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Overtime pay pits King Cetshwayo District Municipality against water tanker drivers

The mayor of the district, Thami Ntuli, said they felt that the system was being abused and if nothing was done, the municipality would have collapsed. File Picture: Bongani Mbatha: African News Agency /ANA

The mayor of the district, Thami Ntuli, said they felt that the system was being abused and if nothing was done, the municipality would have collapsed. File Picture: Bongani Mbatha: African News Agency /ANA

Published May 18, 2022

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Durban - A new shift system that was implemented to control overtime pay for water tanker drivers by the King Cetshwayo District Municipality has pitted the entity against the drivers, allegedly creating a water delivery crisis.

The IFP-run district municipality, which is anchored in Richards Bay, northern KwaZulu-Natal is made up of the City of uMhlathuze (Mpangeni-Richards Bay), uMlalazi (eShowe), Mthonjaneni (Melmoth), Nkandla and Umfolozi local municipalities.

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In the past workers were allowed to work overtime to deliver water in rural areas. However, the number of hours worked was slashed, with the 42 water tanker drivers restricted to working from 7am to 4pm.

Insiders in the water department claimed this has resulted in some areas not receiving water and some communities resorting to delivery protests.

“We were surprised when we were told we will have to work short hours even though we are understaffed and have to work overtime to deliver water to poor communities. This has created a water crisis that has forced some communities to engage in crippling protests,” said one insider.

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Another insider said the measure by the municipality came at a time when some communities were complaining that since the IFP took over from the ANC in November last year, communities who were getting water tankers three or four times a week were now getting them twice a week.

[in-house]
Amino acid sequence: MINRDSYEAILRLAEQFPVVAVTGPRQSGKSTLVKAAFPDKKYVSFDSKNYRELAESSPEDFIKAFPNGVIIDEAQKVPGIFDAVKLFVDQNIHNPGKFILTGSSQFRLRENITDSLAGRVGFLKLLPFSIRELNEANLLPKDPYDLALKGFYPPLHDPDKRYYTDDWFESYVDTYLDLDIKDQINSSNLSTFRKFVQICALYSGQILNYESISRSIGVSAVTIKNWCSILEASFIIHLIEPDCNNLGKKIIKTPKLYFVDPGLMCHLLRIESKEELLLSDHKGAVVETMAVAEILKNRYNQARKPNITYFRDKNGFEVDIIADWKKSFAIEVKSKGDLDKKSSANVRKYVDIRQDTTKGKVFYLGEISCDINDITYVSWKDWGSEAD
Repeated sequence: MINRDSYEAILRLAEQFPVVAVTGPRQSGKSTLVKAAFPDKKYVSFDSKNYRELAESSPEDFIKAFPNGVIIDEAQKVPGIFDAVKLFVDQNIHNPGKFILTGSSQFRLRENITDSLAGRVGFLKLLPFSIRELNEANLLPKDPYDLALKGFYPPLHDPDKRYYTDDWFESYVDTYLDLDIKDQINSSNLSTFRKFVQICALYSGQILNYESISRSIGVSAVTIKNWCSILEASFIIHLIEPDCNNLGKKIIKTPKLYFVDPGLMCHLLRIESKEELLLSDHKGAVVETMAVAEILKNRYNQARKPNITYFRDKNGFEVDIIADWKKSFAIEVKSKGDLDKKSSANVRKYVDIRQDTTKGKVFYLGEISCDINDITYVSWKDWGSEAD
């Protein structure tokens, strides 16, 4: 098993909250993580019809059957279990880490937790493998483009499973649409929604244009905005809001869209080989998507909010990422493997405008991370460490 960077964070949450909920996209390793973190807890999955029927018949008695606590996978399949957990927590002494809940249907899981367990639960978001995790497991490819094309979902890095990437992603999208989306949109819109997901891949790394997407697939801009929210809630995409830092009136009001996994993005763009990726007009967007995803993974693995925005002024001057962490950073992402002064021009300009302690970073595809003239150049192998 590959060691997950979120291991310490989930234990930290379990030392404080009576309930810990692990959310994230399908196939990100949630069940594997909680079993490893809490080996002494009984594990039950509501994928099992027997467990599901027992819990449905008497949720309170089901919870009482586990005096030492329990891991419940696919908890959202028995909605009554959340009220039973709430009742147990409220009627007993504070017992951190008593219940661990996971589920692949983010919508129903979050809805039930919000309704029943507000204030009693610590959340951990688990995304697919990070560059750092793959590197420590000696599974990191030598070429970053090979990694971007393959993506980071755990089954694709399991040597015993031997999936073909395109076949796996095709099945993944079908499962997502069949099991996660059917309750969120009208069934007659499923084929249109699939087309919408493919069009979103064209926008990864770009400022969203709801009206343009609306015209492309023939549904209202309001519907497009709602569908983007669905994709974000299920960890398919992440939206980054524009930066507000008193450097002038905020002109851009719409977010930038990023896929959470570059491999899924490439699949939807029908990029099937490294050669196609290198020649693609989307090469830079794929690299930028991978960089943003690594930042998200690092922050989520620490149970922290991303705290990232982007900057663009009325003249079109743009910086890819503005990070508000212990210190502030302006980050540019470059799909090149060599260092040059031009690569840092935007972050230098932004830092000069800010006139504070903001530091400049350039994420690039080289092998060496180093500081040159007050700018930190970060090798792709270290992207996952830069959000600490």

“This is a crisis manufactured by the new administration and we have no idea why they are going ahead with it even though the negative consequences of it are there for all to see,” said the second insider. One driver who spoke to the Daily News on condition of anonymity said the decision by the municipality has left many of them dissatisfied and feeling victimised.

“We were working overtime and delivering water to the communities as stipulated. It’s not that we were claiming overtime for work we did not do. We worked hard for the overtime, yet they felt it was necessary to end it like this,” said the driver.

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However, the acting municipal manager in the district municipality, Philani Sibiya, dismissed the claims. He said the decision to cut the overtime was in line with the country’s labour laws which stipulated that a worker should not work more than 40 hours of overtime a month.

“What we found was that some people were tripling their overtime claims, earning three more times their salaries. The municipality did not stop the overtime, instead, it was capped to the 40 hours a month which is legislated. In the past, the pay for overtime was not controlled,” Sibiya said, adding that they were spending almost R1 million on paying overtime, which was unacceptable.

According to Sibiya, the money saved will be used to employ 40 more tanker drivers, increasing their driver tally to 82. As a result, the staff complement will be increased and so will water delivery, as they will have a 6am to 6pm shift of rotating drivers.

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He added that there was no water crisis and they were not victimising anyone, but some drivers were trying to create a water crisis.

“It is not all the drivers who are doing this, it’s only a few. Some of our drivers are responsible people not involved in all this. People are trying to create a crisis because they lost their irregular income. By the way, the issue of overtime does not only apply to drivers, other employees are included.”

The mayor of the district, Thami Ntuli, said they felt the system was being abused and if nothing was done, the municipality would have collapsed.

“We acted because taxpayers’ money was being abused, hence we stopped this. Some general workers were earning up to R40 000, more than even managers. A lot was wrong when we took over and we are now fixing everything,” Ntuli said.

Daily News

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